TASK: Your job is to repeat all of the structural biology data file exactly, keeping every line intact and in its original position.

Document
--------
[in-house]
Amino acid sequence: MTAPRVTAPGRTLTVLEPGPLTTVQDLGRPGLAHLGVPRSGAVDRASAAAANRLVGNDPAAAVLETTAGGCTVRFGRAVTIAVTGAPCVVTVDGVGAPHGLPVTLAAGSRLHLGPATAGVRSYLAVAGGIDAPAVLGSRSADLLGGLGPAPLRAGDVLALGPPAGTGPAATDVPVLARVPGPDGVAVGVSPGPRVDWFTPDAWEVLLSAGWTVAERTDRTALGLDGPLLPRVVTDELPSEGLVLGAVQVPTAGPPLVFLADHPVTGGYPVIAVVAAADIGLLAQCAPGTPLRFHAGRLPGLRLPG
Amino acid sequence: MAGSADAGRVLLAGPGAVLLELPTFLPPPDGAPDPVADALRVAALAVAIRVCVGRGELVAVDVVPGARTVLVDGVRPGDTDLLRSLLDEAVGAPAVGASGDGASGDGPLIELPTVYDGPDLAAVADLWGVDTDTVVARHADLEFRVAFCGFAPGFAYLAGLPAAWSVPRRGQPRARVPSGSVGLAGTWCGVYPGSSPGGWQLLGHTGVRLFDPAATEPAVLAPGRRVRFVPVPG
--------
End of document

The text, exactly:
[in-house]
Amino acid sequence: MTAPRVTAPGRTLTVLEPGPLTTVQDLGRPGLAHLGVPRSGAVDRASAAAANRLVGNDPAAAVLETTAGGCTVRFGRAVTIAVTGAPCVVTVDGVGAPHGLPVTLAAGSRLHLGPATAGVRSYLAVAGGIDAPAVLGSRSADLLGGLGPAPLRAGDVLALGPPAGTGPAATDVPVLARVPGPDGVAVGVSPGPRVDWFTPDAWEVLLSAGWTVAERTDRTALGLDGPLLPRVVTDELPSEGLVLGAVQVPTAGPPLVFLADHPVTGGYPVIAVVAAADIGLLAQCAPGTPLRFHAGRLPGLRLPG
Amino acid sequence: MAGSADAGRVLLAGPGAVLLELPTFLPPPDGAPDPVADALRVAALAVAIRVCVGRGELVAVDVVPGARTVLVDGVRPGDTDLLRSLLDEAVGAPAVGASGDGASGDGPLIELPTVYDGPDLAAVADLWGVDTDTVVARHADLEFRVAFCGFAPGFAYLAGLPAAWSVPRRGQPRARVPSGSVGLAGTWCGVYPGSSPGGWQLLGHTGVRLFDPAATEPAVLAPGRRVRFVPVPG